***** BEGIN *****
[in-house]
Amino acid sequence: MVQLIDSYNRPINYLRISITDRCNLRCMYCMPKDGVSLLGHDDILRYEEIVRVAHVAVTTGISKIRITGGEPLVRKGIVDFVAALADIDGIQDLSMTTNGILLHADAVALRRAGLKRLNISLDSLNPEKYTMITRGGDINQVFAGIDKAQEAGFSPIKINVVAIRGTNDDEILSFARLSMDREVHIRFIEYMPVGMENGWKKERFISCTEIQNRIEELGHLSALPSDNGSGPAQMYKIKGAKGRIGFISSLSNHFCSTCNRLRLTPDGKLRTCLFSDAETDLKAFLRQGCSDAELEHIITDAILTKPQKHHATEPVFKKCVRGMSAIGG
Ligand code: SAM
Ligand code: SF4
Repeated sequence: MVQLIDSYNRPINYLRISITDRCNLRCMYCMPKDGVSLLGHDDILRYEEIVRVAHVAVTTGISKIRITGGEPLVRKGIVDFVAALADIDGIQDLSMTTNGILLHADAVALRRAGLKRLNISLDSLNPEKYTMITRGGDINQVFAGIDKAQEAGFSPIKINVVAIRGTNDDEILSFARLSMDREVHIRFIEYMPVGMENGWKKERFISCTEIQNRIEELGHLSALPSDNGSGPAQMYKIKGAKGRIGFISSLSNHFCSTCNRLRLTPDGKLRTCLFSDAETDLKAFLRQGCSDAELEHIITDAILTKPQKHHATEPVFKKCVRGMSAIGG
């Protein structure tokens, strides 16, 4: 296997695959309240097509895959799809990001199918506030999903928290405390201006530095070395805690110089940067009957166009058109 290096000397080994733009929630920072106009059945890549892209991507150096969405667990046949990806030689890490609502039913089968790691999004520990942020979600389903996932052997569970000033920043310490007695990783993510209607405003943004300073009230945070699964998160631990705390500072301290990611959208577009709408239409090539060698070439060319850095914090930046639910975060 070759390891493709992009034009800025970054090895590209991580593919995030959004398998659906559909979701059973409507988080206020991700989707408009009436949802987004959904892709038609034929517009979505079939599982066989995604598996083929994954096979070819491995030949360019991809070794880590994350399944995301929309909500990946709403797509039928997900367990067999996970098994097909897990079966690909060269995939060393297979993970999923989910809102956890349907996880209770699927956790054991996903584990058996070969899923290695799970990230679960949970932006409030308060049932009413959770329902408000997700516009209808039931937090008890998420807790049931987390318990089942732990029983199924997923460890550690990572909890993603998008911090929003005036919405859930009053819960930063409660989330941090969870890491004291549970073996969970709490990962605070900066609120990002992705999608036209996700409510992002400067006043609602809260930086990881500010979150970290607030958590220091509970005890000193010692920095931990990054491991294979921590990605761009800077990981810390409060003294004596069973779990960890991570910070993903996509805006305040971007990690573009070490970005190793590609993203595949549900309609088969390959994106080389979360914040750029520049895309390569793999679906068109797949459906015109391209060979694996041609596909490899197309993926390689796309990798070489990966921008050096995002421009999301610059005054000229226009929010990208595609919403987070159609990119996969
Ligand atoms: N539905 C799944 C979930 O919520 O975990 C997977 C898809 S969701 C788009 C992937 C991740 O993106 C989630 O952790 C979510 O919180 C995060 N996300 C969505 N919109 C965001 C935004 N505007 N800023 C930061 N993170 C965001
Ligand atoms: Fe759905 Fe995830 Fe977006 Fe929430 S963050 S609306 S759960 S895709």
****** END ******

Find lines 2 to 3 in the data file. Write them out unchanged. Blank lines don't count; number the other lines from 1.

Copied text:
Amino acid sequence: MVQLIDSYNRPINYLRISITDRCNLRCMYCMPKDGVSLLGHDDILRYEEIVRVAHVAVTTGISKIRITGGEPLVRKGIVDFVAALADIDGIQDLSMTTNGILLHADAVALRRAGLKRLNISLDSLNPEKYTMITRGGDINQVFAGIDKAQEAGFSPIKINVVAIRGTNDDEILSFARLSMDREVHIRFIEYMPVGMENGWKKERFISCTEIQNRIEELGHLSALPSDNGSGPAQMYKIKGAKGRIGFISSLSNHFCSTCNRLRLTPDGKLRTCLFSDAETDLKAFLRQGCSDAELEHIITDAILTKPQKHHATEPVFKKCVRGMSAIGG
Ligand code: SAM